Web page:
Since Abbott released Beyond Intervention, a global qualitative research paper on the state of cardiovascular care, in the midst of a worldwide pandemic, much has changed in the world of healthcare.
Abbott knows that despite the pandemic, cardiologists still rely on the devices we make to treat cardiovascular disease and improve the quality of life for their patients. We also know that cardiovascular care happens long before and long after a visit to the cardiac catheterization lab. This is where we at Abbott hope to have a greater impact.
We began by gathering research from around the world; the nine countries included in the survey were Brazil, China, France, Germany, India, Italy, Japan, the United Kingdom and the United States. This cross section of countries captured the perspectives of 345 cardiologists or physicians who refer patients to interventional cardiologists; nearly 1,000 patients who had coronary artery disease or peripheral arterial disease; and over 100 hospital administrators who are responsible for investments in cardiovascular devices and capital equipment.
By no means do the results make any sweeping claims that speak for every hospital administrator responsible for the procurement of catheterization lab equipment, nor every interventional cardiologist, or patient that has lived through a vascular procedure. But it provides a glimpse into the world of vascular care in which these three groups interact with each other and revealed some universal attitudes.
What emerged from the results were varying perspectives:
- Patients perceive they are not getting enough face-to-face time with their physicians, which translates into not enough personalized care or treatment plans designed specifically for them.
- Physicians acknowledged the scarcity of time with patients with concern about follow-up care and adherence to treatment and lifestyle modification.
- Hospital administrators felt the pressure to deliver high quality, positive patient experiences with good outcomes while managing constrained budgets.
When asked about addressing the data gaps in patient care, there was no consensus on the solution; genetic biomarkers data, data that presented clinical outcomes based on treatment, total cost of care data, genetic mapping, and data gaps on treatment plans all held sway with the physicians we surveyed. Even if we had the ability to collect and synthesize all the data points that physicians identified as beneficial, doctors are still not able to share this data with other specialists, doctors and providers and therefore not meeting the expectations of the patient to deliver individualized care plans.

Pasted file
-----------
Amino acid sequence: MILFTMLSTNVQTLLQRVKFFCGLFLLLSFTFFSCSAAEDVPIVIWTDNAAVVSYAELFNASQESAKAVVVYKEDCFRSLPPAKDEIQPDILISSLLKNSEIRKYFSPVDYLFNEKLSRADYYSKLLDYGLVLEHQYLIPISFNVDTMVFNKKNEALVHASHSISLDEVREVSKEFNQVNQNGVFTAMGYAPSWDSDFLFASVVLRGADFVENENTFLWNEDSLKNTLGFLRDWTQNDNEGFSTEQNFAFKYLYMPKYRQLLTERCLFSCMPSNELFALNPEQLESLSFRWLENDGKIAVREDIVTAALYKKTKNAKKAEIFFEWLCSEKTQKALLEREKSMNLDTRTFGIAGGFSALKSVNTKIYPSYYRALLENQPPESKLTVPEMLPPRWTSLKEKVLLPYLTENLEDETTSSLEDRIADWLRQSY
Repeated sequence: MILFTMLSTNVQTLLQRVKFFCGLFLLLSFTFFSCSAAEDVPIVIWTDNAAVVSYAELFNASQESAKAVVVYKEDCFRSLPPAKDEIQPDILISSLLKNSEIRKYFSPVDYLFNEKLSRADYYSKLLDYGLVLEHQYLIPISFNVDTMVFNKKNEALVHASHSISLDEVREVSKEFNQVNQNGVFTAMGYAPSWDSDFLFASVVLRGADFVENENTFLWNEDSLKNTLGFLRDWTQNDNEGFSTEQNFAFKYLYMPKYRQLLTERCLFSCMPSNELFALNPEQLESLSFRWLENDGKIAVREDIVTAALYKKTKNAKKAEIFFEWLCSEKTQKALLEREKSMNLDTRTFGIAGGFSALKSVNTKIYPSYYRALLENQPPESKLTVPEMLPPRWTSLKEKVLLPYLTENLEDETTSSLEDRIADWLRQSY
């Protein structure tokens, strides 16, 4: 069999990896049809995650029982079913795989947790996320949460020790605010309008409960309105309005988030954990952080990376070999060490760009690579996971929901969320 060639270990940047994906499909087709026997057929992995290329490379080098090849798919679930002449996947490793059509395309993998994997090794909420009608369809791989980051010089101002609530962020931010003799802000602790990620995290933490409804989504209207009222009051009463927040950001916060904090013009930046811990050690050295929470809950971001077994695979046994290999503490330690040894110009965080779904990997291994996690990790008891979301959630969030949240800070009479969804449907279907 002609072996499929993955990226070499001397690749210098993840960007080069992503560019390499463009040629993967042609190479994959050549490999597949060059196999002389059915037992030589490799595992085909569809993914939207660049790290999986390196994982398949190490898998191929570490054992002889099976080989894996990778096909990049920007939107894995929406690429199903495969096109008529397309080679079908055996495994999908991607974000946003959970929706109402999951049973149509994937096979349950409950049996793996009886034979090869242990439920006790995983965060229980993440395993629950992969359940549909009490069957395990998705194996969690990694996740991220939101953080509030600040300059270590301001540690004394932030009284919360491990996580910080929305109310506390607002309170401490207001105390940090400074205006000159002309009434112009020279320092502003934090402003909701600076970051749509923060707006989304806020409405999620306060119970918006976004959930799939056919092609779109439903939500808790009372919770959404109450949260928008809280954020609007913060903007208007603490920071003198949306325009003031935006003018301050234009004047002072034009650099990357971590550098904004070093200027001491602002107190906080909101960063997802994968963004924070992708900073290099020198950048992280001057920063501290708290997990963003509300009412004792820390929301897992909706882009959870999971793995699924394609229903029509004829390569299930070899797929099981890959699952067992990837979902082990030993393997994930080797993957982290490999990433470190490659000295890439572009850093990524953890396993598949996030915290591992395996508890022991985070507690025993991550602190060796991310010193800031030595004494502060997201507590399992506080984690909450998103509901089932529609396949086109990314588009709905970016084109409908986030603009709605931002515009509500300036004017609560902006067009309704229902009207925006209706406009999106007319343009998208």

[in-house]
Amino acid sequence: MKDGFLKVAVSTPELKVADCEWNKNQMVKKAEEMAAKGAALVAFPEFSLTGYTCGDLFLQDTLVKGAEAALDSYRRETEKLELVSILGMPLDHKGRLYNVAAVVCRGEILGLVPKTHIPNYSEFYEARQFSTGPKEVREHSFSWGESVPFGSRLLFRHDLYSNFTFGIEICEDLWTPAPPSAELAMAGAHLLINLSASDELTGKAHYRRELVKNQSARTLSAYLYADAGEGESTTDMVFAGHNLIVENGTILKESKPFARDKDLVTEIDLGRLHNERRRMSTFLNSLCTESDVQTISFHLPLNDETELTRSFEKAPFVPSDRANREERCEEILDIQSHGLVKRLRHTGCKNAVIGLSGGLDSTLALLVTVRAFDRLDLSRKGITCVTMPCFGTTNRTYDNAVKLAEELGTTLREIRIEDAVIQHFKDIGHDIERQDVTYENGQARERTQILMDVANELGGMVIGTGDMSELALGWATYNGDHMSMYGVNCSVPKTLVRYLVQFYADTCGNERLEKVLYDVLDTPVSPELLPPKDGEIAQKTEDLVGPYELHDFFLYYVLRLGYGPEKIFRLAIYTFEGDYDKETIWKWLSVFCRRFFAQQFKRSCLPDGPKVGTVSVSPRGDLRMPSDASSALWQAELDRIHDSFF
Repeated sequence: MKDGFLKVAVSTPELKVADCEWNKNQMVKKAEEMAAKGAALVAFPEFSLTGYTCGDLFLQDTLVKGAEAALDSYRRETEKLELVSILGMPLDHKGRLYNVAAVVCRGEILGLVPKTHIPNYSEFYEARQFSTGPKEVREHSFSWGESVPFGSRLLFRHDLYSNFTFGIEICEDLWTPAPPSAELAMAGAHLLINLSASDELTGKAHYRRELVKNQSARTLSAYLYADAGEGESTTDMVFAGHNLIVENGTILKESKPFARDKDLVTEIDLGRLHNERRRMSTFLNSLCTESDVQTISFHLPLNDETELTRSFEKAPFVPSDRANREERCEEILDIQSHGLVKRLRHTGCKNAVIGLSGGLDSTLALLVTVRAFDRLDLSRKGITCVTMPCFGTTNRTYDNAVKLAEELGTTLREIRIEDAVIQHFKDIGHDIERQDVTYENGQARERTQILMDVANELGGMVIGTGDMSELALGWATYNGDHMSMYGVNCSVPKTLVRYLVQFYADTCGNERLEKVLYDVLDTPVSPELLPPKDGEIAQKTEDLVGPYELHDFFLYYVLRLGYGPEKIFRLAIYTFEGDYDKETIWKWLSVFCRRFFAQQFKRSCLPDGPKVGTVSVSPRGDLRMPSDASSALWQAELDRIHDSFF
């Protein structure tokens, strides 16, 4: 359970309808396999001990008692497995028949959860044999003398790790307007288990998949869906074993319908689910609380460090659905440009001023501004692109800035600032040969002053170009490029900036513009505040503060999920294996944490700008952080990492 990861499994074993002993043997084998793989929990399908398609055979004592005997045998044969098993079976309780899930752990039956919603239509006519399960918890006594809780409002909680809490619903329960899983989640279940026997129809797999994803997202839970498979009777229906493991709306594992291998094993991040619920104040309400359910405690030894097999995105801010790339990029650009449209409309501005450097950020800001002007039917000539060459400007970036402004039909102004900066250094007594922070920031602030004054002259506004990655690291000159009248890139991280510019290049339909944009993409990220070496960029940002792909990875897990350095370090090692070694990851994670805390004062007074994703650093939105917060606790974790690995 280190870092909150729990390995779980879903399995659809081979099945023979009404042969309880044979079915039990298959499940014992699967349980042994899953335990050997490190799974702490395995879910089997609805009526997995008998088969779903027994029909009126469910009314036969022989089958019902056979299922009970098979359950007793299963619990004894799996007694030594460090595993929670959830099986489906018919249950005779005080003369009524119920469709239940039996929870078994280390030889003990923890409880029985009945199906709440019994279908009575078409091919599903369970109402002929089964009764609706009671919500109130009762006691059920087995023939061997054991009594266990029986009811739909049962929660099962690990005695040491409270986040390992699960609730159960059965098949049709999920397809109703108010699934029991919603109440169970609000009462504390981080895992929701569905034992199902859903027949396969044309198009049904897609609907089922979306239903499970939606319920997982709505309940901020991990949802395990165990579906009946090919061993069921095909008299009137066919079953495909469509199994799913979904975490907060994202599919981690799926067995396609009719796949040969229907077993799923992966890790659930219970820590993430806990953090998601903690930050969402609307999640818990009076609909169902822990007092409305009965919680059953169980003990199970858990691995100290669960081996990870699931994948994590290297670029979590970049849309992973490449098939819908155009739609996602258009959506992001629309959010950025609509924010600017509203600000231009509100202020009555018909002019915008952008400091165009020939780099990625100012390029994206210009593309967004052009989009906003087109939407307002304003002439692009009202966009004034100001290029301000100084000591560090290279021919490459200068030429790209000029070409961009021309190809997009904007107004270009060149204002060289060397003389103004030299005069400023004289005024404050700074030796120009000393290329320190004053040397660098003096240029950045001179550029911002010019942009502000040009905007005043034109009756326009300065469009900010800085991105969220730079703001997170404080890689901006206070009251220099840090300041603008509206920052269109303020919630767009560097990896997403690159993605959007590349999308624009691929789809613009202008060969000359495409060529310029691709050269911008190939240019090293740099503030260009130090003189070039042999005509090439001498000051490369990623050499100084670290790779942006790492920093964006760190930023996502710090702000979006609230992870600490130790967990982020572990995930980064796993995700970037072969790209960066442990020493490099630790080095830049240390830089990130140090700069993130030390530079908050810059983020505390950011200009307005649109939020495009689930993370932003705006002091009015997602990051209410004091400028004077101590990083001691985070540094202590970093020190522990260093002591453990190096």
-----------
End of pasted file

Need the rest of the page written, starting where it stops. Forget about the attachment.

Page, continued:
To reach that point, we need to create a system that is mutually beneficial—a system in which both patient and doctor are supported by a healthcare system with the right infrastructure and technologies; a system that facilitates physicians to provide the best patient care, and where the tools and conditions enable patients to adhere to medication, treatment and lifestyle modifications.
The analysis and research we have undertaken to determine what the needs of administrators, physicians and patients are is one of the hallmarks of user centered design. By focusing on the whole patient, and by placing him or her at the center of the healthcare world, providers can see beyond the intervention alone.
Now that we know what hospital administrators, physicians and patients think they need, it is up to us to collaborate with others in the medical device industry, partner with policy makers and healthcare providers and, together, look at the data we have gathered, analyze it, and translate it into meaningful and measurable change for the benefit of vascular patients and their caregivers everywhere.
Out of necessity due to the Coronavirus pandemic, the scope is widening for companies like Abbott to respond with more solutions to patient-centered care before, during and after intervention. It is both a daunting and exciting path that lays ahead of us, one that I look forward to charting with fellow leaders in healthcare.
Chuck Brynelsen, Senior Vice President of Abbott’s Vascular Business